'4
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3
2
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3
0
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4
9
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U. ___________________________________________________________________________________________________
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Totals .........37 7 11 27 5
Ilinois

Player POS.
Kissenger ...3b.
Diehl.......I..
Doss .........cf.
Ingwerson ..1b.
Johnston ....rf.
Barklage. 2b.
Kaiser.......c.
Arrowsmith .. p.
Wrobke....p.

A.B. R.H P.

3
4
4_
3
3
3
3
3
1

0
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0
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0
0
0
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0
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27

A.IE.
4 0
0 0
0 1
0 0
0 0
0 1
2 0
0 0
0 0
6 2

Totais'........27

igan . .1 4 0 0 0 0
ois ....0 00000

2 0 0-7 11 2
0 0 0-0 0 0

Three base hits-Huber; home run-
Knode; struckout by Parks 8, by Ar-

U n iversity of Michigan
Summer Session 1919
}lore than 300 courses conducted by a staff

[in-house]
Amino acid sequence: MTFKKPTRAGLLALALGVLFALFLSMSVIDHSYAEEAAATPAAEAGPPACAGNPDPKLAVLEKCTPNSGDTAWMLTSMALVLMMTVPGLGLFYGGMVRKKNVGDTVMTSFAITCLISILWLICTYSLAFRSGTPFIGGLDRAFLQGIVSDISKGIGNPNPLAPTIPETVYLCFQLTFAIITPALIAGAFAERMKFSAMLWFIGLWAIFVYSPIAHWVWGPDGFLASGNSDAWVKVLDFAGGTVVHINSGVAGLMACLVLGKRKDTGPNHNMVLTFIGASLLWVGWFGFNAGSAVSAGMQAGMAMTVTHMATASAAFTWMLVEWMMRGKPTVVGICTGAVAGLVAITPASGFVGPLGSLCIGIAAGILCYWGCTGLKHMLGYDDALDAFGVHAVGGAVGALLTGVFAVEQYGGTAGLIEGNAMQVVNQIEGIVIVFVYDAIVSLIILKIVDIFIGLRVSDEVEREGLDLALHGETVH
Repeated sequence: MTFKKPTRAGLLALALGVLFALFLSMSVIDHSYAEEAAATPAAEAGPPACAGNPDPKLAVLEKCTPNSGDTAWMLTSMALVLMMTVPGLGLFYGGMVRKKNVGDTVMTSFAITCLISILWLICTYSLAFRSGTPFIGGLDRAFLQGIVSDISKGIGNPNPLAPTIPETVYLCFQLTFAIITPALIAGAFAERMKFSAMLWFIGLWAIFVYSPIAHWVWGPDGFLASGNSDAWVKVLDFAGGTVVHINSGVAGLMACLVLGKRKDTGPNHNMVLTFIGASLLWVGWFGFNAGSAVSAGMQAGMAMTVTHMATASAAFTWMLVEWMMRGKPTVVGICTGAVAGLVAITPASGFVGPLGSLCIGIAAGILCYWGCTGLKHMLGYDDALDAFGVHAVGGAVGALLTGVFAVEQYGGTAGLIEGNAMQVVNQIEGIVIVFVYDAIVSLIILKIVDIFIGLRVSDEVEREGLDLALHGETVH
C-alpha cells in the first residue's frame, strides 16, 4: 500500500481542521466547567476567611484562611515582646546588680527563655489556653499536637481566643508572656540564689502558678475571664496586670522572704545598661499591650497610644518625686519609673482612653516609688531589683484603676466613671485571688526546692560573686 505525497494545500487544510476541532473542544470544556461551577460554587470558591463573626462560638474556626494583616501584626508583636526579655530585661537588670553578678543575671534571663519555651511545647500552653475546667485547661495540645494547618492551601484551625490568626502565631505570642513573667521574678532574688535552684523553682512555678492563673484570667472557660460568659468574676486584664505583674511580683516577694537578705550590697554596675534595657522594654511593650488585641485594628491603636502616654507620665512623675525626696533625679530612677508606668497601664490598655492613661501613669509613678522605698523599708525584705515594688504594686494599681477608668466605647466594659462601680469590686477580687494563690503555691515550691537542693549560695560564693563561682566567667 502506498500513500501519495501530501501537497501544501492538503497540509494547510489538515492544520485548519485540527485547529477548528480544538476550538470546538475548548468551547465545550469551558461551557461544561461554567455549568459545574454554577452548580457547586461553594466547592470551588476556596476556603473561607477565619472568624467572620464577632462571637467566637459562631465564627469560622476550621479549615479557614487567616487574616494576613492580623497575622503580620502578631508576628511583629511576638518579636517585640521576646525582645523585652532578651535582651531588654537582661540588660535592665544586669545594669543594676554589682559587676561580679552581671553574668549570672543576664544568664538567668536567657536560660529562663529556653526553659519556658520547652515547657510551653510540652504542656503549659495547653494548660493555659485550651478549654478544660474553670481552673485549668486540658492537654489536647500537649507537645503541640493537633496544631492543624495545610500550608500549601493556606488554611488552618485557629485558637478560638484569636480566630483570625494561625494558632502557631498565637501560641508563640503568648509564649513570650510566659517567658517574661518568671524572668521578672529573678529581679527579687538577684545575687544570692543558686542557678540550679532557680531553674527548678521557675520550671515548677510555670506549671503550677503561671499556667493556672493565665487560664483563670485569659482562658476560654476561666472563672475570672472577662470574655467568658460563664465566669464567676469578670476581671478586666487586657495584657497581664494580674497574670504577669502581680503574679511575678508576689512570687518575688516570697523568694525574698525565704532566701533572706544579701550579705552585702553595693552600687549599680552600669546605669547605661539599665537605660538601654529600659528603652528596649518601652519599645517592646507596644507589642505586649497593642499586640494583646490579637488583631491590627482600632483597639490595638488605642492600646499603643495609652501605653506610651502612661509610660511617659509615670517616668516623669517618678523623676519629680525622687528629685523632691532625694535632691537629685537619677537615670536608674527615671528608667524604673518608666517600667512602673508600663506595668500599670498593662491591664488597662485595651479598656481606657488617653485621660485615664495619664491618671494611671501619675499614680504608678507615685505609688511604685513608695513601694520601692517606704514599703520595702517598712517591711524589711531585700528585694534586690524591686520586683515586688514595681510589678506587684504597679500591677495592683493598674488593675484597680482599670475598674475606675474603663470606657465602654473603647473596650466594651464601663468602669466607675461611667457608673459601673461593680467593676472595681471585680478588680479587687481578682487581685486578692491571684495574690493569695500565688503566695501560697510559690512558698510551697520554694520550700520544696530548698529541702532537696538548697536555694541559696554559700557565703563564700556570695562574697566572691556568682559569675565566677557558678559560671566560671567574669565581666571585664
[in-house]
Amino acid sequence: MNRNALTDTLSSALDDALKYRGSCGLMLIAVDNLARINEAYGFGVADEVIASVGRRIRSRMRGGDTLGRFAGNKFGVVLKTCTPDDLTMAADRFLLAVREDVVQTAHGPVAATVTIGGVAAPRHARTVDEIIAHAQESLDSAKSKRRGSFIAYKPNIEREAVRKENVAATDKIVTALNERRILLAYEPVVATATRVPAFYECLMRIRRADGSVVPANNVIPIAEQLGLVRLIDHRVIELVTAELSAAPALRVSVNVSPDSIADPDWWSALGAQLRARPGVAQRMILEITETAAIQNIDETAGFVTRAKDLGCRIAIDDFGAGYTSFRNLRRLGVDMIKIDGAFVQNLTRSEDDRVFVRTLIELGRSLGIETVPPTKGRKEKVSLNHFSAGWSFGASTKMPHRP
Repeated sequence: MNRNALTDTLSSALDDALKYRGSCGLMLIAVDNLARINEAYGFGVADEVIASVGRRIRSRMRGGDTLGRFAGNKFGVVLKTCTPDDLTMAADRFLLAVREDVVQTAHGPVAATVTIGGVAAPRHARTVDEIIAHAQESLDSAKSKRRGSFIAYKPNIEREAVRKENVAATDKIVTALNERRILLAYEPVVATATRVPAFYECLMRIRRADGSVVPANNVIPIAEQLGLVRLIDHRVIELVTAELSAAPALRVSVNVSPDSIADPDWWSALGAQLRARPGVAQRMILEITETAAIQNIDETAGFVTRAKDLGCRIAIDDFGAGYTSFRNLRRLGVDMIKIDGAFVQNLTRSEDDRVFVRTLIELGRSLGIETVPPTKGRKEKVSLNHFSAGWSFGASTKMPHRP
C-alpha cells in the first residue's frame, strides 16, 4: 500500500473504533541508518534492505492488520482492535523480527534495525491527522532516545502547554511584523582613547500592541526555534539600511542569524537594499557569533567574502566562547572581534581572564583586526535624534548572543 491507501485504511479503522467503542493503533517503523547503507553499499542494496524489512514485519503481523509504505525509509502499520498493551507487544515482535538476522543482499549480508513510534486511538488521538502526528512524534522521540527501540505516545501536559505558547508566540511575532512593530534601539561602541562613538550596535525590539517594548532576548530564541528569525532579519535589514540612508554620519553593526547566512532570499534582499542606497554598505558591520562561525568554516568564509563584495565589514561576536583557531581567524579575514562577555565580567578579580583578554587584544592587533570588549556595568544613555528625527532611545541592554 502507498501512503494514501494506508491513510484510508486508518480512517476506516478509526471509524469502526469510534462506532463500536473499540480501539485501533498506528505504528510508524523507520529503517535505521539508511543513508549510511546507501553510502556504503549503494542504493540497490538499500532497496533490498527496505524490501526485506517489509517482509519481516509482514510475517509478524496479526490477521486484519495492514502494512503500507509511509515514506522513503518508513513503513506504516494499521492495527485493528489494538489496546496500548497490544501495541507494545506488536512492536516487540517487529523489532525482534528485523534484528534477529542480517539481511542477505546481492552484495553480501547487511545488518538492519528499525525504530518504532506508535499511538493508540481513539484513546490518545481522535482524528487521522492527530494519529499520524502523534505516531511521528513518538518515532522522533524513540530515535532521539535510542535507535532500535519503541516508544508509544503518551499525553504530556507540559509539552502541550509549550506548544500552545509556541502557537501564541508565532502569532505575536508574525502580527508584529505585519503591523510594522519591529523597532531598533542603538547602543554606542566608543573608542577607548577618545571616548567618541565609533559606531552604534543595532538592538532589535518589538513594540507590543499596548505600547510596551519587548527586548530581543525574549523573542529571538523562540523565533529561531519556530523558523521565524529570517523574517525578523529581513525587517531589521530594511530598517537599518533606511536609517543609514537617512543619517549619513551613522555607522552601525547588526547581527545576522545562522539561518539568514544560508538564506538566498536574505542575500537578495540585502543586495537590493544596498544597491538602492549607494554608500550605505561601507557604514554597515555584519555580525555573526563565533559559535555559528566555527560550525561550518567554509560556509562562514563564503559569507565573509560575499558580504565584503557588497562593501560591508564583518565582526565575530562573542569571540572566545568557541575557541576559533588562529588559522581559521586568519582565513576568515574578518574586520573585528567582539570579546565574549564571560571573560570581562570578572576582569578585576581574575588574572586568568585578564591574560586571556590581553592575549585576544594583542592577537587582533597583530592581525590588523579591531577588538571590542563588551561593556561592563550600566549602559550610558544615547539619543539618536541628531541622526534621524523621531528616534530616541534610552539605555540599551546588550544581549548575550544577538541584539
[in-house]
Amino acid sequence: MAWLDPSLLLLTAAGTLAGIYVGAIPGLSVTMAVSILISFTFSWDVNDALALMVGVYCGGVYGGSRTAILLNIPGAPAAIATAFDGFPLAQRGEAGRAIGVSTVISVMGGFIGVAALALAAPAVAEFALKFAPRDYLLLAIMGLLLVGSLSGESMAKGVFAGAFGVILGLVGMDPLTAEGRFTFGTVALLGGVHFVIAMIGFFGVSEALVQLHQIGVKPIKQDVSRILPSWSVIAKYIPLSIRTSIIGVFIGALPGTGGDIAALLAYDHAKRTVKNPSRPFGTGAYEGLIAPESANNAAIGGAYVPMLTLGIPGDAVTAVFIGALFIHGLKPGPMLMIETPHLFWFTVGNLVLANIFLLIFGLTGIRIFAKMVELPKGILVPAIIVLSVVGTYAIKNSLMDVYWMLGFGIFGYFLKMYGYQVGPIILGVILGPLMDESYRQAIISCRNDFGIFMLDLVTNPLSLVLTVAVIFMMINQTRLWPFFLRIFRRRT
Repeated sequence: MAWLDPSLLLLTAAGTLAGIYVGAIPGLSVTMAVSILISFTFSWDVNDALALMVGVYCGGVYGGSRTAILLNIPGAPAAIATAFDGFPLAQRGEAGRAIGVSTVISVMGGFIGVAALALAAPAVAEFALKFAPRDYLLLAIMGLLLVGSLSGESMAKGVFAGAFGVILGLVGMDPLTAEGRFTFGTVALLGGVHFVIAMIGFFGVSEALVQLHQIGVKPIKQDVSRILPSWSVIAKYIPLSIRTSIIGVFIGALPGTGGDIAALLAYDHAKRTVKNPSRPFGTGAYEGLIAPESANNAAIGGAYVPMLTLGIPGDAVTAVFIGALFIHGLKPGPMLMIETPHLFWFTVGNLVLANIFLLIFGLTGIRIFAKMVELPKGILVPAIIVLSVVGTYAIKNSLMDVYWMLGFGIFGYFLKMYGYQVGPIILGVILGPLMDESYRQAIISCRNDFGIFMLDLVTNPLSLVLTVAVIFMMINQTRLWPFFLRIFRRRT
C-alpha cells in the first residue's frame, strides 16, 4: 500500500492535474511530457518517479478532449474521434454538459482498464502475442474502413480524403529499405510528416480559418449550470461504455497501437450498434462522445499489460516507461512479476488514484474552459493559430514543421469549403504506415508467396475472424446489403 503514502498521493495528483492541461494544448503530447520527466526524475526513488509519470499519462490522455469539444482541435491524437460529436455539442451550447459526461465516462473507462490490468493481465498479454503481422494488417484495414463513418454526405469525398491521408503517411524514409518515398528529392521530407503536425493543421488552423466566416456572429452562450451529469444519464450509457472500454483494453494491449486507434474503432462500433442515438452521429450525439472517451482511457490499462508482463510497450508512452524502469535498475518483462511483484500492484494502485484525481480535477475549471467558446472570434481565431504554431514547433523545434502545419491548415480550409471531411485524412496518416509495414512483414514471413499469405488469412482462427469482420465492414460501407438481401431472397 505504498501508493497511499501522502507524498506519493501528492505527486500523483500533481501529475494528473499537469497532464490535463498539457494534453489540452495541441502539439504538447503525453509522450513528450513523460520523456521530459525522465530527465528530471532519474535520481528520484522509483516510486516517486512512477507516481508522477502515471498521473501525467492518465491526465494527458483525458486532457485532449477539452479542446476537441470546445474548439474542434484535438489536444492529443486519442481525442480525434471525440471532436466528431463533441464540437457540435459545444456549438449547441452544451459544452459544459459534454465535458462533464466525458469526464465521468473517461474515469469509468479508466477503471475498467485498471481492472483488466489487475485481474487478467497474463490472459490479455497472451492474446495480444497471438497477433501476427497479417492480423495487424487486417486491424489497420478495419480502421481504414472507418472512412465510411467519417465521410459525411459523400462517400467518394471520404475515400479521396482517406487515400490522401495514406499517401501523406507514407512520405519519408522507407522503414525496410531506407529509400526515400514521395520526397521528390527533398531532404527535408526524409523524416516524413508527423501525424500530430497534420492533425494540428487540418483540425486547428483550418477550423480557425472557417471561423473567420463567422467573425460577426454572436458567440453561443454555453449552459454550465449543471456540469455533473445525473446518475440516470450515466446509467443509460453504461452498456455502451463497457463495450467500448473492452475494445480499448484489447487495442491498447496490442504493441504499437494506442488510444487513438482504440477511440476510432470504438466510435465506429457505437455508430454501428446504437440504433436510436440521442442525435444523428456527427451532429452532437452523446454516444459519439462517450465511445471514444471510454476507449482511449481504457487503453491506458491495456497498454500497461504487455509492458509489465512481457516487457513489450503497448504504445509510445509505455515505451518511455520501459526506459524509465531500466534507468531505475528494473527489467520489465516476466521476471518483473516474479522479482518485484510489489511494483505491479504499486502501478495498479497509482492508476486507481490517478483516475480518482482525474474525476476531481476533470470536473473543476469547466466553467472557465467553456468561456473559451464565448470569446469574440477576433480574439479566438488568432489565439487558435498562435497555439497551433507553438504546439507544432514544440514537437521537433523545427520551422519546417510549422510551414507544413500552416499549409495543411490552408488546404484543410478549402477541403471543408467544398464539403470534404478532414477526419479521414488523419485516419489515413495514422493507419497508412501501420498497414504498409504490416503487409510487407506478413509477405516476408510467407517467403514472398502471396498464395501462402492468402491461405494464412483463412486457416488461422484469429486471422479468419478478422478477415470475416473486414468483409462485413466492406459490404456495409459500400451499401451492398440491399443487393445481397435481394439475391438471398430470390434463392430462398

of 250 members of the regular faculties of the
University. All University facilities available
Literature, Science, and the Arts, Engineering
and Architecture, Pharmacy, Graduate Study,
Library Methods, Biological Station, Embalm-
ing and Sanitary Science, Public Health Nursing
June 30- August 22; Medicine and Surgery,
June 30-August 8; Law, June 23-July 26 and
July 28-August S0.
The work is. equivalent in method, character and credit value
to that of the academic session, and may be counted toward de-
grees. Certificates of credit and attendance issued. Many spe-
cial lectures, recitals, concerts and excursions. Cosmopolitan
student body. Delightful location. Expense low.
For further information, address
T. E. RANKIN
Box 20, Ann Arbor, Michigan

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Copyright 1918